It seems I was one of the few people on this planet who hadn’t.
Well, needless to say, the game is no more – and people have lost their minds.
The game’s creator, Dong Nguyen, decided to pull it from the various stores where people could download it, which then prompted people to freak out and issue several death threats.
YOU BEST NOT BE DELETING FLAPPY BIRD BECAUSE I WILL MURDER YOU IF U DO.
If you delete flappy bird I will literally kill myself. It’s my drug and I am so addicted!! PLEASE DO NOT DO THIS TO MEEE PLEASEE.
I’ll find you and i’ll kill you.
NO ONLY 1 HOUR I WILL KILL YOU IF U TAKE IT DOWN.
I will kill you mother f**ker.
Again, this is a game you play on your mobile phone.
But after reading why the developer pulled the game, I actually agreed with him.
“Flappy Bird was designed to play in a few minutes when you are relaxed. But it happened to become an addictive product. I think it has become a problem. To solve that problem, it’s best to take down Flappy Bird. It’s gone forever.”
Basically, he created the game to be something people played for a few minutes when they had some spare time. He didn’t create the game so people would spend countless hours playing it.
And just to let you know how popular this game was, as a free download, some tech experts estimate that Flappy Bird generated about $50,000 in ad revenue per day.
Nguyen also said that he didn’t like how the app had impacted his personal life. I can respect anyone who can walk away from an estimated $50,000 per day because they didn’t want their personal life to be dominated by greed and they didn’t like how people had become obsessed with playing the game.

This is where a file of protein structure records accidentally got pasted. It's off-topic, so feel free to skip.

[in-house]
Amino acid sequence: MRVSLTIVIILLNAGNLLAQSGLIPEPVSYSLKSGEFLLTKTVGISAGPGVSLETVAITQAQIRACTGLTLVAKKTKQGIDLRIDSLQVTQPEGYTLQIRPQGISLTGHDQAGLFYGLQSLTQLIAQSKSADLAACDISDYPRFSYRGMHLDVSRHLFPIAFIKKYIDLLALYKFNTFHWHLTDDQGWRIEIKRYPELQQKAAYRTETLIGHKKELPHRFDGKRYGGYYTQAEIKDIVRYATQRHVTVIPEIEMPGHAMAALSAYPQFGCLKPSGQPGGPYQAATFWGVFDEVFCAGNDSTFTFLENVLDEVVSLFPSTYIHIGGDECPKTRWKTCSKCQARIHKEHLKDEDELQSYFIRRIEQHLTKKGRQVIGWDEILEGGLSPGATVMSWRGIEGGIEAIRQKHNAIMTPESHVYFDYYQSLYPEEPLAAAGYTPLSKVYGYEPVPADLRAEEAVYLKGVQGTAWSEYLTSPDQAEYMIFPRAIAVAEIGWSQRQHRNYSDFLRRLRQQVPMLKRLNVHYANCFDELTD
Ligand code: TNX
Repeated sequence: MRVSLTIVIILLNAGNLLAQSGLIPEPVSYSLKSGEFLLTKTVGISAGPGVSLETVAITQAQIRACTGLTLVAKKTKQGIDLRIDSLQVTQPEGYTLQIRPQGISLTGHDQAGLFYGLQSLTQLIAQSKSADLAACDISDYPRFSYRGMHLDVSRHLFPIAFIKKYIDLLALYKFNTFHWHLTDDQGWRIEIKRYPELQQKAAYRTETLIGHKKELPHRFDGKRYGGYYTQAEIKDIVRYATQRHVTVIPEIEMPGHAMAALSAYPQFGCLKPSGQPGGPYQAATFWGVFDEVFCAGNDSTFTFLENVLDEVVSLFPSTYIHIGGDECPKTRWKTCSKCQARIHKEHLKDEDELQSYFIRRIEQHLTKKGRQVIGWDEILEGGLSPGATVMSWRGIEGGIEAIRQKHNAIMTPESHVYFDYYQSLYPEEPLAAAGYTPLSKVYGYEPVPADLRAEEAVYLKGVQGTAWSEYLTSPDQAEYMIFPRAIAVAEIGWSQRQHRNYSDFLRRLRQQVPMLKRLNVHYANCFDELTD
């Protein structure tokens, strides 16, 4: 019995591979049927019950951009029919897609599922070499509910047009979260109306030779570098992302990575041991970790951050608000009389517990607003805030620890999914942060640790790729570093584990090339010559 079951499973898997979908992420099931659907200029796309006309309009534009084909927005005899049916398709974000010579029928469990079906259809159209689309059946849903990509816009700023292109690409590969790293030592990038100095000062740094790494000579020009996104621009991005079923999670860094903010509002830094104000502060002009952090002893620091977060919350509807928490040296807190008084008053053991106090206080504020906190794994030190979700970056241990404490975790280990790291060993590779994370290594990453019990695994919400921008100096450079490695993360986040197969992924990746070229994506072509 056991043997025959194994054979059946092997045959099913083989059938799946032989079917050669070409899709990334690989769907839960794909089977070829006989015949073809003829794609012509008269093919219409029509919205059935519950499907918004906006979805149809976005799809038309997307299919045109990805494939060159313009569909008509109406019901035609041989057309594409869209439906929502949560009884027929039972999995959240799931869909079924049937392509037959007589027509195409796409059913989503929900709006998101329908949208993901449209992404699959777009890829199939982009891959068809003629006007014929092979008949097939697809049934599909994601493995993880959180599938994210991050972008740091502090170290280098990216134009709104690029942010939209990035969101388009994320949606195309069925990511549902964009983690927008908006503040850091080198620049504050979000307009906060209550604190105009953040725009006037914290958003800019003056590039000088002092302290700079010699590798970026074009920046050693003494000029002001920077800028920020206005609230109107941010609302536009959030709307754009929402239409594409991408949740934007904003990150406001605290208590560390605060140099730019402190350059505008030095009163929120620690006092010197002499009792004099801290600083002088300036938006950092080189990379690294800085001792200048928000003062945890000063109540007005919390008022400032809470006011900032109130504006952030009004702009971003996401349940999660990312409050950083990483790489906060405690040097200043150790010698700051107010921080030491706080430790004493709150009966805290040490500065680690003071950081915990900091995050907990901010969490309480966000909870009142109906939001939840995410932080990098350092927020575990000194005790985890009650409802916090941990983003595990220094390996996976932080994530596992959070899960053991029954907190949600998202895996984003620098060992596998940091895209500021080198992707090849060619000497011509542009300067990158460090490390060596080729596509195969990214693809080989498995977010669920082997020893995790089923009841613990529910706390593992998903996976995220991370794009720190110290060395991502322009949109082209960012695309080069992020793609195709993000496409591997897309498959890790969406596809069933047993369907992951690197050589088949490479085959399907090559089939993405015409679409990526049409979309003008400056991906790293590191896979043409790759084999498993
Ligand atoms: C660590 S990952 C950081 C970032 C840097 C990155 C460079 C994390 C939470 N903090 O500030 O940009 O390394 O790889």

How many of us could walk away from $50,000 per day? Again, that might be a high estimate, but it’s probably safe to say he was making a lot of money from this game.
Then when you factor in the main reason why he pulled the game, I completely respect his decision. I’ve been an advocate for quite a long time that too many people waste time on pointless things instead applying themselves to things that matter. And while pulling this game obviously won’t stop people from simply shifting their attention to some other kind of mobile game, I guess at least Nguyen has decided that he won’t let more people waste time being “addicted” to Flappy Bird.
For too many people, “small guilty pleasures” have consumed their lives. It seems that was partially the reason why Nguyen pulled the game. Though some are speculating that it’s meant to create buzz for a highly anticipated sequel.
That doesn’t make a whole lot of sense to me, but where there’s controversy – there will be conspiracy theorists.
But I just found it absolutely ridiculous that people would actually send death threats (whether or not they actually meant them) because the developer of a mobile game decided to pull it from being able to be downloaded because people were too addicted to the game and it was negatively impacting his personal life.